"We're looking for something, consistent feedback, a pattern," says Elkins, a thick-figured man with long hair and a chest tattoo poking through the collar of his shirt. "We're still in the infancy of our understanding. This is a pseudoscience."
But amateur investigators aren't doing anything close to science, asserted professor Gary Schwartz of the University of Arizona in Tucson. Schwartz is one of the few "parapsychologists" working at a U.S. public university. The fringe sub-discipline of psychology attempts to scientifically prove the paranormal through controlled experiments.
Schwartz knows of only one other public school, the University of Virginia, with a lab doing similar research.
But even Schwartz, a former Yale University psychology professor with a doctorate from Harvard University, isn't accepted by his peers. Mainstream scientists look down on Schwartz in the same way that Schwartz disregards weekend hunters, claiming their experiments are flawed and the results willed.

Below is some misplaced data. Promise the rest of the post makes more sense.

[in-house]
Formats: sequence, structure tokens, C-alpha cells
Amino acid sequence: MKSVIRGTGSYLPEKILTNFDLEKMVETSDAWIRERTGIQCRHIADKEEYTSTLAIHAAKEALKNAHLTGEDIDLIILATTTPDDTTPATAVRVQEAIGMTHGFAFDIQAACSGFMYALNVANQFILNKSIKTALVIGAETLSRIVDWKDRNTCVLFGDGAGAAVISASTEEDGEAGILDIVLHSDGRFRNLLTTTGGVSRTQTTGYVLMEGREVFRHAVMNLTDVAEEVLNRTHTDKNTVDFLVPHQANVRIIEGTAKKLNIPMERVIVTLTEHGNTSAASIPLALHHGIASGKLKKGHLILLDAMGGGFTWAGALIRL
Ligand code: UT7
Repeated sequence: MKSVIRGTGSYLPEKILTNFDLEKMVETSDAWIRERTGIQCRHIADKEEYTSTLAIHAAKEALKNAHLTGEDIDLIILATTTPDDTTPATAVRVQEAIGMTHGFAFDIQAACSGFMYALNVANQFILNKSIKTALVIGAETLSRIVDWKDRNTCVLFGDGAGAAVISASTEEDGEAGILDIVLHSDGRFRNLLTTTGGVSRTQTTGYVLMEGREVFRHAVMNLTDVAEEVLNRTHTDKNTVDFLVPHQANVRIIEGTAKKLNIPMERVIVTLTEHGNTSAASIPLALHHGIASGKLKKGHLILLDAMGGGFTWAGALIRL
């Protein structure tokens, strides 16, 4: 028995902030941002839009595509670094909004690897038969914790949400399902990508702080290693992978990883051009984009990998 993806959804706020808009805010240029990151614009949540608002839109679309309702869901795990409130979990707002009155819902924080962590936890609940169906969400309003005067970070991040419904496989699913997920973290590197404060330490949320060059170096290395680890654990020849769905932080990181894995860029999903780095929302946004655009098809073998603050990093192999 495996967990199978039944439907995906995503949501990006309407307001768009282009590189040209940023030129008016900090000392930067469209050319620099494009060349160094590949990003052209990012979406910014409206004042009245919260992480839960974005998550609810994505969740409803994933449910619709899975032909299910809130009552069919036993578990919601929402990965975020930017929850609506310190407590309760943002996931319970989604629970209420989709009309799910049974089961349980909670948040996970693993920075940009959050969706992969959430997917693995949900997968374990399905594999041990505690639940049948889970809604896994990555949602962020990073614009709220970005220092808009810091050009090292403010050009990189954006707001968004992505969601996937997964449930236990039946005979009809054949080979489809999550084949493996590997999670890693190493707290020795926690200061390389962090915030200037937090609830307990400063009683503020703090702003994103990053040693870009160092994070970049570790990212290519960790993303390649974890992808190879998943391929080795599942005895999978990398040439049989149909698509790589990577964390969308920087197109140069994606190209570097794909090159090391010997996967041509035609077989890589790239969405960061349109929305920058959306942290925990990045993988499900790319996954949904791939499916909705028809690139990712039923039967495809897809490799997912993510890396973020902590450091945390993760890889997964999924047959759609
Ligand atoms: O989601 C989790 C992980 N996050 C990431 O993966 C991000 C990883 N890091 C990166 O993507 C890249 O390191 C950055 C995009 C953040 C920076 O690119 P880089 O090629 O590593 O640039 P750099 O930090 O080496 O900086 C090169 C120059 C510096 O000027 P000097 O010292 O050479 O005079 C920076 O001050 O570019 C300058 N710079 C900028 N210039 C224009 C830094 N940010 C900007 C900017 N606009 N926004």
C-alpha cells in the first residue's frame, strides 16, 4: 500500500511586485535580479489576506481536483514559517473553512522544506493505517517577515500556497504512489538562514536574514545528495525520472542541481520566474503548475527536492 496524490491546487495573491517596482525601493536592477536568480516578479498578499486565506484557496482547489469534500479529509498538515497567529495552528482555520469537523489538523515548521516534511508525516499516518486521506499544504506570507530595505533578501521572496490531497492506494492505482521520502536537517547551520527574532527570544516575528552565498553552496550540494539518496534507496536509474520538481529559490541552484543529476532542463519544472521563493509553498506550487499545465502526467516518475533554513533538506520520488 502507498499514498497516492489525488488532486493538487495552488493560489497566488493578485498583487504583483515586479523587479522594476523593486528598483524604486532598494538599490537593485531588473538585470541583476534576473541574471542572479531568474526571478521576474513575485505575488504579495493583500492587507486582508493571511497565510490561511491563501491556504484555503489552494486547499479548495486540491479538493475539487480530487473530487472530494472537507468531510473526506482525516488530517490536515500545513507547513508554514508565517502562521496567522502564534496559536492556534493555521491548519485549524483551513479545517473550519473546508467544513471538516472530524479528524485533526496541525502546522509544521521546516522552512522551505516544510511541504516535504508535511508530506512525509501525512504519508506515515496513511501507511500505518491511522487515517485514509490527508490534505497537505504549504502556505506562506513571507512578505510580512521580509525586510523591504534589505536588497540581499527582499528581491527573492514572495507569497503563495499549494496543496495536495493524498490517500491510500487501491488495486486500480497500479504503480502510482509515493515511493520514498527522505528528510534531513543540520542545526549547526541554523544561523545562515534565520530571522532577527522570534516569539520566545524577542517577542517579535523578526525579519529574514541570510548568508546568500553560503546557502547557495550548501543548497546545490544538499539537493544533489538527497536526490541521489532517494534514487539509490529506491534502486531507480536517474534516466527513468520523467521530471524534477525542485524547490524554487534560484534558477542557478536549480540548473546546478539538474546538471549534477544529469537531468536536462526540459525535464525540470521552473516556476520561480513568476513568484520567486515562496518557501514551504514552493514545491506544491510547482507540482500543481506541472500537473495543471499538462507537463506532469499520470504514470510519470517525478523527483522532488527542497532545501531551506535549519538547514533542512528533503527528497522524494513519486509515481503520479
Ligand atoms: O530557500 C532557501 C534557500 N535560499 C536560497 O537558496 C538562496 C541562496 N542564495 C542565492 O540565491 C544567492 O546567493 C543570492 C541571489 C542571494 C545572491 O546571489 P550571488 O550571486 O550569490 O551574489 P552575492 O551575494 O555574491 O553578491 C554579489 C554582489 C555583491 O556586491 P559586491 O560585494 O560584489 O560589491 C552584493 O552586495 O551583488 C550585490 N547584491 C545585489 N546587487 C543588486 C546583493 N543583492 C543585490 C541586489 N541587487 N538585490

Wallie Luna, founder of Las Vegas Paranormal Authority, said the best weekend hunters aren't quick to buy into ghost stories. They start out assuming the explanation is natural.
"We are very skeptical, yet we are believers," said Luna, whose team conducts an intensive interview on every potential client.
Sometimes, people mix medications. Others watch too many ghost-adventure shows, he said. The simplest explanation is often the truth. Even in the rare case when a call seems promising and an investigation ensues, Luna's team finds supporting evidence only 20 percent of the time.
"It's rare, very rare," he said, and the evidence is never a ghost caught on tape but the so-called crumbs left behind.
"The worst thing a client can hear is ..." Elkins said, pausing, "... 'Nothing's here.'?"
It's a surprising reaction that investigator Brian Purdy has also noticed.
"They want to be told it's paranormal. That's why we're there," said the founder of Elite Vegas Paranormal Society. "There's never proof. That being said, I have stuff on film and tape that there's no explanation for."
"And they're afraid it's going to escalate," Purdy said. "Somehow, their dream home, their sanctuary, is going to become a nightmare."
That was the case for Las Vegas resident Hugh. His 18-year-old son, a straight-A student entering the Air Force, was being bullied but wouldn't tell Hugh for almost a month.